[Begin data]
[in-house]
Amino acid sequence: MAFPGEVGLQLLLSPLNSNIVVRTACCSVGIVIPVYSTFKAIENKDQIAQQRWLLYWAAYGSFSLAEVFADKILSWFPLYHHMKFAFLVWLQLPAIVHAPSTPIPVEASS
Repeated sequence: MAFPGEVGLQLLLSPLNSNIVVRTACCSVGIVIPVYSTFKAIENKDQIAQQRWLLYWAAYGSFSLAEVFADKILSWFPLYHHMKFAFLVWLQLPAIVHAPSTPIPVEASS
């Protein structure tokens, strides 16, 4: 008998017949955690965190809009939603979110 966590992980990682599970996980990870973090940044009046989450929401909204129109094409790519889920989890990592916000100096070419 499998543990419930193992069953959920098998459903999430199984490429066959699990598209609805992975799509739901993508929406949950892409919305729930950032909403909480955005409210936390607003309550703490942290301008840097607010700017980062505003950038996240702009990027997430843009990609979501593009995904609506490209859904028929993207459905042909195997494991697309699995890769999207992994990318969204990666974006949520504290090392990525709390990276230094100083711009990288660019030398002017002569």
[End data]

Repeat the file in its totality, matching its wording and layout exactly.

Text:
[in-house]
Amino acid sequence: MAFPGEVGLQLLLSPLNSNIVVRTACCSVGIVIPVYSTFKAIENKDQIAQQRWLLYWAAYGSFSLAEVFADKILSWFPLYHHMKFAFLVWLQLPAIVHAPSTPIPVEASS
Repeated sequence: MAFPGEVGLQLLLSPLNSNIVVRTACCSVGIVIPVYSTFKAIENKDQIAQQRWLLYWAAYGSFSLAEVFADKILSWFPLYHHMKFAFLVWLQLPAIVHAPSTPIPVEASS
């Protein structure tokens, strides 16, 4: 008998017949955690965190809009939603979110 966590992980990682599970996980990870973090940044009046989450929401909204129109094409790519889920989890990592916000100096070419 499998543990419930193992069953959920098998459903999430199984490429066959699990598209609805992975799509739901993508929406949950892409919305729930950032909403909480955005409210936390607003309550703490942290301008840097607010700017980062505003950038996240702009990027997430843009990609979501593009995904609506490209859904028929993207459905042909195997494991697309699995890769999207992994990318969204990666974006949520504290090392990525709390990276230094100083711009990288660019030398002017002569």